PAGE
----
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NBA exploring rule changes for shot clock and clear path fouls

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The NBA rules are likely to evolve in the next few years, and it will be for the better.

Memphis Grizzlies v Golden State Warriors - Game Two Photo by Thearon W. Henderson/Getty Images

The NBA is constantly evolving, and that doesn’t just mean the players and the coaches. It also means the rules.

Next month, the league’s board of governors will vote on three new rules, which have been suggested by the NBA’s competition committee.

The biggest change would be to the shot clock. Under the new format, the shot clock would reset to 14 seconds after an offensive rebound. Currently, the shot clock resets all the way to 24 seconds.

This shot clock rule is already in effect in the WNBA, FIBA international play, the G League, and Summer League.

Also of note is the clear path foul rule change. This would seek to eliminate intentional fouls in transition, which would be a very good thing. Finally, the third rule would allow the definition of a “hostile act” to be extended, thus allowing the referees the opportunity to use replay for a player’s interactions with fans, coaches, and refs.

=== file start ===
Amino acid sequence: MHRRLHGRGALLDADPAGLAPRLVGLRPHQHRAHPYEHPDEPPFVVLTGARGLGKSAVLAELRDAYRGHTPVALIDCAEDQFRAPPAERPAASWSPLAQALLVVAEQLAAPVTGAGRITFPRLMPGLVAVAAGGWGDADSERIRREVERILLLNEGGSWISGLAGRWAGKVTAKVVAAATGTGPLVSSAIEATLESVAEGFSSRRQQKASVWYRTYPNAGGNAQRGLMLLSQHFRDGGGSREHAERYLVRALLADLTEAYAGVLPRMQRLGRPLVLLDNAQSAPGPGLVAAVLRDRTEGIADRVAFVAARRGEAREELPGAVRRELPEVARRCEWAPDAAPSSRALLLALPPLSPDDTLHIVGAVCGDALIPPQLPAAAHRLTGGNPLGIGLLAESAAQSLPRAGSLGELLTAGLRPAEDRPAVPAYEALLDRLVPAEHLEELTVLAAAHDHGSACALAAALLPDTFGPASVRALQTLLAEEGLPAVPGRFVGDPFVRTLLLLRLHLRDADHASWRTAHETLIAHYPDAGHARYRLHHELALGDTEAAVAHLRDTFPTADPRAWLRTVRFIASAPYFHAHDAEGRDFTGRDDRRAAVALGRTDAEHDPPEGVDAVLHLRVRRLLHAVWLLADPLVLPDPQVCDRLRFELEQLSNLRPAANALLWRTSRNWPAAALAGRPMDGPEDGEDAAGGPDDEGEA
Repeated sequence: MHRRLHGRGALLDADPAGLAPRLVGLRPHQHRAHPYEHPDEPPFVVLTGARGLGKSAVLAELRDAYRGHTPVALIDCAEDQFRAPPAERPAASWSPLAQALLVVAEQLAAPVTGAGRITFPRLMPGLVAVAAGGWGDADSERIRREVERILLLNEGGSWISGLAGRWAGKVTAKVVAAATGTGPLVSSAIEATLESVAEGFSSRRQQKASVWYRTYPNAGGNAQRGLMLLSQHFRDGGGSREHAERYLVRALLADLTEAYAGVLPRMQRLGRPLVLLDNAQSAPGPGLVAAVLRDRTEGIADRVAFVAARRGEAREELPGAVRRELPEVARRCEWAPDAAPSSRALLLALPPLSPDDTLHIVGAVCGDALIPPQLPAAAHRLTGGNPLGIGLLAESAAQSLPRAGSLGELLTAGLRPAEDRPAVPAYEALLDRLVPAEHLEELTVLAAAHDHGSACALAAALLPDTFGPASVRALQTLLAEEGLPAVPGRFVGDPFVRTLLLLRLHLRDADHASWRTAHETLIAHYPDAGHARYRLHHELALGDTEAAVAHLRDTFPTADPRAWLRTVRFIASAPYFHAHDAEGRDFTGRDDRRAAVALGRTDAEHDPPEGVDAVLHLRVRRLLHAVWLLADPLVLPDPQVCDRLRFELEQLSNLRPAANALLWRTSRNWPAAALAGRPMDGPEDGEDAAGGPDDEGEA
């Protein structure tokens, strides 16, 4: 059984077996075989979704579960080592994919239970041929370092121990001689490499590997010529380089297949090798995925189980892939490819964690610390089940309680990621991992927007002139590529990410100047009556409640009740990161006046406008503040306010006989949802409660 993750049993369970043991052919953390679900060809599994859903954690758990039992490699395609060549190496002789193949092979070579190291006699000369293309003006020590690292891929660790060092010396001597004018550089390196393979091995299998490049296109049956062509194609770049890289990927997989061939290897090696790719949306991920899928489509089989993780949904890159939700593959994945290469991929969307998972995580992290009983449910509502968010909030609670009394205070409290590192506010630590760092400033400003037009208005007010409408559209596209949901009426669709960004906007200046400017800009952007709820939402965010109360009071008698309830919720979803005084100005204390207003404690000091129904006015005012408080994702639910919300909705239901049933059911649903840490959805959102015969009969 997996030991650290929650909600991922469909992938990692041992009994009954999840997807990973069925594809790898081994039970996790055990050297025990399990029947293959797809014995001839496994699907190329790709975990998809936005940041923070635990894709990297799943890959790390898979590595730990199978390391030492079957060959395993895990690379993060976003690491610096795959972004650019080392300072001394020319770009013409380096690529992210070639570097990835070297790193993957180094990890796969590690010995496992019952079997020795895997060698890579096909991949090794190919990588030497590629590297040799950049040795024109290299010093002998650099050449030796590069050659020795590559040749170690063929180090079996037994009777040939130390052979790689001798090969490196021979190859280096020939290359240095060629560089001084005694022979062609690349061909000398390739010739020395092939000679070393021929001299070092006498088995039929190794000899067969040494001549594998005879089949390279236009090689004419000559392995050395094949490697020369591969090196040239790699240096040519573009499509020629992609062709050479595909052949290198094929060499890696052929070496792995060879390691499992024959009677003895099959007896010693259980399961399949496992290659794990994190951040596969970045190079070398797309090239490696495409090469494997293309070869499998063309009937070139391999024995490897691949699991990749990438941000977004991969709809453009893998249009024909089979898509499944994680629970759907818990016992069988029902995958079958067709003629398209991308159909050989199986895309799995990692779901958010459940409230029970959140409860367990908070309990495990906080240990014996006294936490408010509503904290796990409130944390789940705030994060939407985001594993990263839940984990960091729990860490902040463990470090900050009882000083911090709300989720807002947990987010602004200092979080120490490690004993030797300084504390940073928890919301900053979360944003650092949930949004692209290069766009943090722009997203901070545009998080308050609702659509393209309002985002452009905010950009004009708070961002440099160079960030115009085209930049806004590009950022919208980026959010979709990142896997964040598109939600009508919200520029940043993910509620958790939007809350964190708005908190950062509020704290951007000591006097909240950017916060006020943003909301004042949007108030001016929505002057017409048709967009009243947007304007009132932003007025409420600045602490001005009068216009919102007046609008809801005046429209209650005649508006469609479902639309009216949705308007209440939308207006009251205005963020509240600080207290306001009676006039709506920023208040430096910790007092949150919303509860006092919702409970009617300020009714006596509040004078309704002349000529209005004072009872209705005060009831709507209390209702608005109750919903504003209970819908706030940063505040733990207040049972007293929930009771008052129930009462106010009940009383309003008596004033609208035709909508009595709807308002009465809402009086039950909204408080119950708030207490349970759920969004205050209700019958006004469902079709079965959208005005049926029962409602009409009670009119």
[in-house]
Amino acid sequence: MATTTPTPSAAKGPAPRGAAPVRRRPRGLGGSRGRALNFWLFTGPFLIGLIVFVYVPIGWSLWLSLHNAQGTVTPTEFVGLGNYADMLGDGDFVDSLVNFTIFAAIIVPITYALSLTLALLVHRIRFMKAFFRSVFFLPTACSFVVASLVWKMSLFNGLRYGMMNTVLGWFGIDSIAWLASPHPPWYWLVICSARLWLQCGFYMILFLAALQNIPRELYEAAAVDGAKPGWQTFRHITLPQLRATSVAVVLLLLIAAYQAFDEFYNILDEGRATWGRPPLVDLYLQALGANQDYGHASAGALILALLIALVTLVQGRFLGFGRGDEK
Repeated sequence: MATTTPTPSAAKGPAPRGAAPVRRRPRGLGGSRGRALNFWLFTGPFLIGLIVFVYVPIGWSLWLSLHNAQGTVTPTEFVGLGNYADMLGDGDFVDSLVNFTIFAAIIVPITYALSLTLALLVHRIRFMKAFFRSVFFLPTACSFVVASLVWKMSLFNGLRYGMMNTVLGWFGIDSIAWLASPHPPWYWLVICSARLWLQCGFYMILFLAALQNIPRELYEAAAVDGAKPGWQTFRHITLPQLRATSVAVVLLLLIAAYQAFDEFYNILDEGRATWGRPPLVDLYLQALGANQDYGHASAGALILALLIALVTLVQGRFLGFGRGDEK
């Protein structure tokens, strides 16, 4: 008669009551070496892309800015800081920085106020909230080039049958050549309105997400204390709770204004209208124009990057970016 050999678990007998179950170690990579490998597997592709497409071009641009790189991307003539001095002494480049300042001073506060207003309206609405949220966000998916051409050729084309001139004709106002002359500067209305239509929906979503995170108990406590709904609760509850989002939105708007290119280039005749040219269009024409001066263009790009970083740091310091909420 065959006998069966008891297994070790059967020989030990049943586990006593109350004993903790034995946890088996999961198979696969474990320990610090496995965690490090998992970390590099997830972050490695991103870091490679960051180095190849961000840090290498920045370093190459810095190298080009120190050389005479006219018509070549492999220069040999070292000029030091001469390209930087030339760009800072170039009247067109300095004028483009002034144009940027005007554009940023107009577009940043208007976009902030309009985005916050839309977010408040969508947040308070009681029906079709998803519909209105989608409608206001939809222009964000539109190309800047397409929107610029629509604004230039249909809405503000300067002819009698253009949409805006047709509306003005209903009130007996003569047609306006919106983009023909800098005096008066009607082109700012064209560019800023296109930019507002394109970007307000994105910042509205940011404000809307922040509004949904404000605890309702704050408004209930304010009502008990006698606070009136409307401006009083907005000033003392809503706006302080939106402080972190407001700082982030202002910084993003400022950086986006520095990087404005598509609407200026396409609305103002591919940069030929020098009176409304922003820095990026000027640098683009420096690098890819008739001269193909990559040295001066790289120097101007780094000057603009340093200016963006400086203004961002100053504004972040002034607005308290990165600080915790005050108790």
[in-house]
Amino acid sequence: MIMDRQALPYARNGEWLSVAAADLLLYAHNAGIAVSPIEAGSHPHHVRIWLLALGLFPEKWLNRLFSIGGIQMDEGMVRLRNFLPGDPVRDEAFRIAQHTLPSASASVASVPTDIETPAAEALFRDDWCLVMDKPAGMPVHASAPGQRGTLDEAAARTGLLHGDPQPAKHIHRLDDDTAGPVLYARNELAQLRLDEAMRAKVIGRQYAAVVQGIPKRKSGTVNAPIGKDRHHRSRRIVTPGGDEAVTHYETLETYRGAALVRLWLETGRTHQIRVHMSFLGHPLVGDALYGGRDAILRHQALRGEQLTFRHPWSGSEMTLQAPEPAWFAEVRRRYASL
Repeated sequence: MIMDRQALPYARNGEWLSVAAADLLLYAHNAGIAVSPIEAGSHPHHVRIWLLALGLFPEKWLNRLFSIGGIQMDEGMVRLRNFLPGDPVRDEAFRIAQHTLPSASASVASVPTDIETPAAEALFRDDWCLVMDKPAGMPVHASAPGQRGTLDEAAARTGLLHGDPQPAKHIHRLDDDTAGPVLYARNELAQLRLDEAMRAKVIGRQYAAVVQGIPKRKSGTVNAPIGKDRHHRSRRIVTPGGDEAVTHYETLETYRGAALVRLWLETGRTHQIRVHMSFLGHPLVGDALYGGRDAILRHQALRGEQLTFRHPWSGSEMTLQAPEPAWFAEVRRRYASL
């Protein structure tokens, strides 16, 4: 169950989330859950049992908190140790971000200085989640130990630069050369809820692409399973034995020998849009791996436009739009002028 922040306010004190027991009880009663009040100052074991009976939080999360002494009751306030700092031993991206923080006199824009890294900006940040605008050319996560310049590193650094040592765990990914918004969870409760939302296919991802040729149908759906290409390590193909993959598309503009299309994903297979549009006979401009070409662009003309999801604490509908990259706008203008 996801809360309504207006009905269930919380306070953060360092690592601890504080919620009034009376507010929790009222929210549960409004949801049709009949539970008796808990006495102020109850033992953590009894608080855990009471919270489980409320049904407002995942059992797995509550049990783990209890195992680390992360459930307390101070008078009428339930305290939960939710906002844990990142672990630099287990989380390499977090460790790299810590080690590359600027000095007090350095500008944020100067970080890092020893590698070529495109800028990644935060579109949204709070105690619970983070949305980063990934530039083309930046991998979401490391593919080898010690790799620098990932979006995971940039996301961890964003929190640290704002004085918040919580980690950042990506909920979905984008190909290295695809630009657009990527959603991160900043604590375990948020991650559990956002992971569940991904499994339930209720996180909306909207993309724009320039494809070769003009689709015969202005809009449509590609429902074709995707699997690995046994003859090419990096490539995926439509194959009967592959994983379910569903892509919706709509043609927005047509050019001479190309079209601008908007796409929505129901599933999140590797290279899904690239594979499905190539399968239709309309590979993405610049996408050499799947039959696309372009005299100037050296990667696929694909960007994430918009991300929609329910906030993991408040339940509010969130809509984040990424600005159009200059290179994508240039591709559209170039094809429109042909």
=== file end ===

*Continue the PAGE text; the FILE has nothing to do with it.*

The first two rules would have a strong impact on the Golden State Warriors. Golden State thrives in transition, but we see their opportunities get frequently stopped because of early, intentional transition fouls, so the change to the clear path rules would be a welcome sight.

Golden State usually excels off of offensive rebounds thanks to their bevy of shooters, but changing the rule would help keep their opponents from getting to reset and hold the ball after every rebound. That would be nice.

Ultimately, these rule changes are a good thing, and will almost surely be voted through (they require a two-thirds majority from the board of governors). And when they do, the league will get even better.